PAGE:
Escobar’s Hippos: the ultimate alien invasive species.

Is it time to allow a little disorder in nature?

You cannot get a more obvious and intrusive alien invasive species running wild in a foreign land than hippos. In the normal course of events such a situation could not happen but in the case of the infamous drug lord Pablo Escobar’s and his hippos in Colombia, it did, and it is now causing scientists consternation and disagreement.

Pablo Escobar managed to import legally and illegally a whole private zoo at his Hacienda Napoles from all parts of the world in the 1980’s and these included four illegally imported hippos. How its possible to smuggle such large animals into a country is another matter, but there were also giraffes, elephants, kangaroos and many other species.

“one of the greatest challenges of invasive species in the world”.

When Pablo Escobar was killed in 1993 many animals were left to fend for themselves including the hippos who took up residence in a local river and in the space of thirty years have increased their numbers to a staggering 80-100. Some university study groups and scientists have wildly estimated that there could be as many as 1,500 by 2035 if the Colombian government do not act now.

The hippos themselves seem well suited to their new found environment and have pulled off a wonderful breeding achievement perhaps proving that you do not necessarily need human intervention to breed animals. But many scientists and conservationists hate invasive species and prefer everything to remain as nature intended all in its right order and place. This is because in some circumstances they eradicate indigenous animals and plants and ruin ecosystems and biodiversity and usually the knee jerk reaction is always to kill the offenders.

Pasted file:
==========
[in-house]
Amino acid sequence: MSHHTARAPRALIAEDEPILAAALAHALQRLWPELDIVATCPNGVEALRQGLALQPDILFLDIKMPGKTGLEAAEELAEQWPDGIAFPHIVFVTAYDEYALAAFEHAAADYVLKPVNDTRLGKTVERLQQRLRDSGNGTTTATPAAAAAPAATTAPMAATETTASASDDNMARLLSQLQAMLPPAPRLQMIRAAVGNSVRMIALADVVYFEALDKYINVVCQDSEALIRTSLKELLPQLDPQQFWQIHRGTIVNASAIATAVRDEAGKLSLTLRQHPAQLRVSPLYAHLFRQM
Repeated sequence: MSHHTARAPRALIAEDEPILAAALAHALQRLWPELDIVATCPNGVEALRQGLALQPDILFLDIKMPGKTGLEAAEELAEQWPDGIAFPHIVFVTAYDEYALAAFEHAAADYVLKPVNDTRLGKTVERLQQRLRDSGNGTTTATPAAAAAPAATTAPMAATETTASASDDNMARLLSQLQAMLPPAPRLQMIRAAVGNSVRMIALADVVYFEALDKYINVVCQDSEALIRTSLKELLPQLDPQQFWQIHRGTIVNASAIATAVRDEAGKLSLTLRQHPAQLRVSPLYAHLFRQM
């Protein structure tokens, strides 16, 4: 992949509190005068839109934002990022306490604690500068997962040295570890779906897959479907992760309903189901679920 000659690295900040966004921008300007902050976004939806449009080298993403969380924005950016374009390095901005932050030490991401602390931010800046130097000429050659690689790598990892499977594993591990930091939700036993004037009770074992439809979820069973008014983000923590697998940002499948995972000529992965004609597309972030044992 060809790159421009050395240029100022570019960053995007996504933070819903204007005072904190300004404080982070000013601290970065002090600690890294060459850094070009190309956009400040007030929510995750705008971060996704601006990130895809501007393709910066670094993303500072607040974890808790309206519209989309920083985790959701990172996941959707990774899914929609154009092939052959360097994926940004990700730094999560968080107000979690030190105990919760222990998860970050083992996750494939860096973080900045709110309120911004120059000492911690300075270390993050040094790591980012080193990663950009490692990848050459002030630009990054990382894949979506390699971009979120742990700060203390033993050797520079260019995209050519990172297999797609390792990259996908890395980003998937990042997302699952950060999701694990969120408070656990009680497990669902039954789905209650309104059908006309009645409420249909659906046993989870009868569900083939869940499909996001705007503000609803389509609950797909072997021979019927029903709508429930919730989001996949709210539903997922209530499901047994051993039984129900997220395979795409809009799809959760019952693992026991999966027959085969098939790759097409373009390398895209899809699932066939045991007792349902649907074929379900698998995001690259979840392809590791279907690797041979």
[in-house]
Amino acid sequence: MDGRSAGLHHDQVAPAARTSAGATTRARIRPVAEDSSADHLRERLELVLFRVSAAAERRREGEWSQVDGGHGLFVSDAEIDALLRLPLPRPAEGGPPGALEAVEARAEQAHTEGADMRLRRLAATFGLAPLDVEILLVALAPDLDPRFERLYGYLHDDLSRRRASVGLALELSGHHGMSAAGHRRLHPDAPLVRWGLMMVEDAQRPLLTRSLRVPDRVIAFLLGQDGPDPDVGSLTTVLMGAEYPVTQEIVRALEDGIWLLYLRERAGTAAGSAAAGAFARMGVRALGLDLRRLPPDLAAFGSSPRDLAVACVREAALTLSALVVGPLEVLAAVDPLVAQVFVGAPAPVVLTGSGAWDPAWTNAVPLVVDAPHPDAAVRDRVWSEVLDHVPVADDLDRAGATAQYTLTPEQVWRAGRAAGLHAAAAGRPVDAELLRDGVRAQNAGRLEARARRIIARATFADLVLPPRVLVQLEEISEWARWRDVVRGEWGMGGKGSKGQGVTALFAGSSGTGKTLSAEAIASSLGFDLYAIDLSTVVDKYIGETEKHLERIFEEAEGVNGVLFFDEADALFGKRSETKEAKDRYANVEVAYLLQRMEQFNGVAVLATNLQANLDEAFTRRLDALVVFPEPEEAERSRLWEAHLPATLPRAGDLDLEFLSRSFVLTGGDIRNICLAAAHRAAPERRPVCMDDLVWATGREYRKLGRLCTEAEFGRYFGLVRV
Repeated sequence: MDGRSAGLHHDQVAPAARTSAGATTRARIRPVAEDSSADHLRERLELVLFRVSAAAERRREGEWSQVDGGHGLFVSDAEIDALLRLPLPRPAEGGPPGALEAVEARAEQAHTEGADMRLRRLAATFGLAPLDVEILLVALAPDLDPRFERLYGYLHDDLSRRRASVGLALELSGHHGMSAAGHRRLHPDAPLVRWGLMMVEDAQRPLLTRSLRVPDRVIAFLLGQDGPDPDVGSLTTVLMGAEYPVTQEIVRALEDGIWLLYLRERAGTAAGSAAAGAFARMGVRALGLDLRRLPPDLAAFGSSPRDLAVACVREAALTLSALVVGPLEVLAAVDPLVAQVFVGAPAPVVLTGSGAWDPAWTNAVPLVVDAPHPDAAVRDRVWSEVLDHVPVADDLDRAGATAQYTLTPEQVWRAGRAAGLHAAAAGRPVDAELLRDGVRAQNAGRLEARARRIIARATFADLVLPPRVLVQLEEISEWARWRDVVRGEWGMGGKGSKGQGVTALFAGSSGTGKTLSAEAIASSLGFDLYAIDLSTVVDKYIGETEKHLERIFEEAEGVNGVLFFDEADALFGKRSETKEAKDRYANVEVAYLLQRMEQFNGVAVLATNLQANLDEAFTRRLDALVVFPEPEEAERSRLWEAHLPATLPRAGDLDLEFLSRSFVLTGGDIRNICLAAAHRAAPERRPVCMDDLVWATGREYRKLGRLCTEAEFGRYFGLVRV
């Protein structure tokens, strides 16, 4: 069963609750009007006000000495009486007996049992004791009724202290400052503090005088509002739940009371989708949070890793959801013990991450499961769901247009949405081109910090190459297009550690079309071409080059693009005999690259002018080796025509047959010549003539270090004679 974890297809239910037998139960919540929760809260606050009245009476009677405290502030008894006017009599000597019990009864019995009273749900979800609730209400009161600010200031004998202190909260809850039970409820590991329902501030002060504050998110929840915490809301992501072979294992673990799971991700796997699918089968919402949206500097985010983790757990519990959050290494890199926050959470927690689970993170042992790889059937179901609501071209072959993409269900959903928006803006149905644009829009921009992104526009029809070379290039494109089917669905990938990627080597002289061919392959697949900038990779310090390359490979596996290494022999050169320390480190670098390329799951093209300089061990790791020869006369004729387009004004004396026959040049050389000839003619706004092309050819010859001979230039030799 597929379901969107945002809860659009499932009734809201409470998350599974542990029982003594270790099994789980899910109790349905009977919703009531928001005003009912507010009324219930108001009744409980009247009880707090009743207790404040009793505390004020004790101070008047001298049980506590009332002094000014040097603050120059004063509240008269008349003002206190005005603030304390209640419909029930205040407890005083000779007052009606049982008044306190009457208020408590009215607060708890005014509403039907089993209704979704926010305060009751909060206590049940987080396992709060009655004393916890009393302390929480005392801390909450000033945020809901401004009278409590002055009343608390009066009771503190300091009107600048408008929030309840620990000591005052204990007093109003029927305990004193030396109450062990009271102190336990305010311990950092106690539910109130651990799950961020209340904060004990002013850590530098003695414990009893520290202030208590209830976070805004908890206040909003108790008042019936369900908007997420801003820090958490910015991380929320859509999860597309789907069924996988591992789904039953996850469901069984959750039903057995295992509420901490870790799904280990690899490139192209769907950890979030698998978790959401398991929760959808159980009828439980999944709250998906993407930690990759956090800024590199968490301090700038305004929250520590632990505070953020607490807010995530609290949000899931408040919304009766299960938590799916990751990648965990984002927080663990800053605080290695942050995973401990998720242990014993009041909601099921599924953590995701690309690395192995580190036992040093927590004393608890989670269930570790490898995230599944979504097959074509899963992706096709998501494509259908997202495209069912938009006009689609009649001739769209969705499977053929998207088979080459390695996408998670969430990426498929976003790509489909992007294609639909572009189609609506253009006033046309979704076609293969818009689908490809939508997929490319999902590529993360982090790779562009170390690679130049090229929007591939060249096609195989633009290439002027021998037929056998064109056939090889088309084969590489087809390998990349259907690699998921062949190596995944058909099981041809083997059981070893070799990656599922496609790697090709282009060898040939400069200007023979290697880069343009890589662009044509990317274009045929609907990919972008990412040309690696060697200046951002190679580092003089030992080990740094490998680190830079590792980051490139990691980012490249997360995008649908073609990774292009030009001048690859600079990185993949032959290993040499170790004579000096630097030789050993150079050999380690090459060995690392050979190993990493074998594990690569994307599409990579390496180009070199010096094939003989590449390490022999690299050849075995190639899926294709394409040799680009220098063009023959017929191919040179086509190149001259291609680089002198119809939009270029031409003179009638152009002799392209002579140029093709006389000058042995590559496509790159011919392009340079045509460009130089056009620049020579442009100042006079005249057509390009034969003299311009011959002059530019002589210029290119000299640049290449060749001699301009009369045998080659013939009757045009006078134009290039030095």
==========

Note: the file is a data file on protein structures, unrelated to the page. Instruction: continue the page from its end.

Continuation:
Hippos in Colombia
It is amazing how animals can breed and look after themselves without our help.

Protected by the Government.

There have been attempts to neuter them but with so many this is now proving impractical. Unusually in this kind of scenario the hippos are presently protected by the Colombian government. This is mainly due to the fact that it is difficult and expensive to relocate them and more importantly the locals love them and do not want them killed. They are also boosting the local tourist economy, and no one so far has been seriously injured or killed so at the moment they are free to roam.

Now they are established leave them be.

One has to wonder why there wasn’t earlier intervention to remove them before their numbers got out of control and why wildlife rescue, university study groups and scientists didn’t step in sooner. Now that they are established it seems only fair to leave them be and the colony could prove useful in the future with the way things are in Africa . There are many studies in progress to monitor them so there could be many lessons to be learned from leaving other animals in similar situations to survive without our intervention.

Invasive species are a worldwide problem mainly caused as always by the hand of humans abandoning exotic pets or historically introducing them to benefit human occupation. In Australia and New Zealand it is feral cats and dogs, in Europe it is animals like the coypu. The USA has problems with animals like crocodiles, turtles and snakes and in the UK it is grey squirrels, mink and ruddy ducks.

We blame invasive species for all sorts of things which is a tad rich when you consider the major invasive species at work on the planet has always been homo sapiens, who wherever they have decided to take up residence have irreparably destroyed the local biodiversity and continue to do so. Perhaps it is time for us to allow a bit of disorder in nature if it helps animals.

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Landowners scramble to suspend fox trail hunts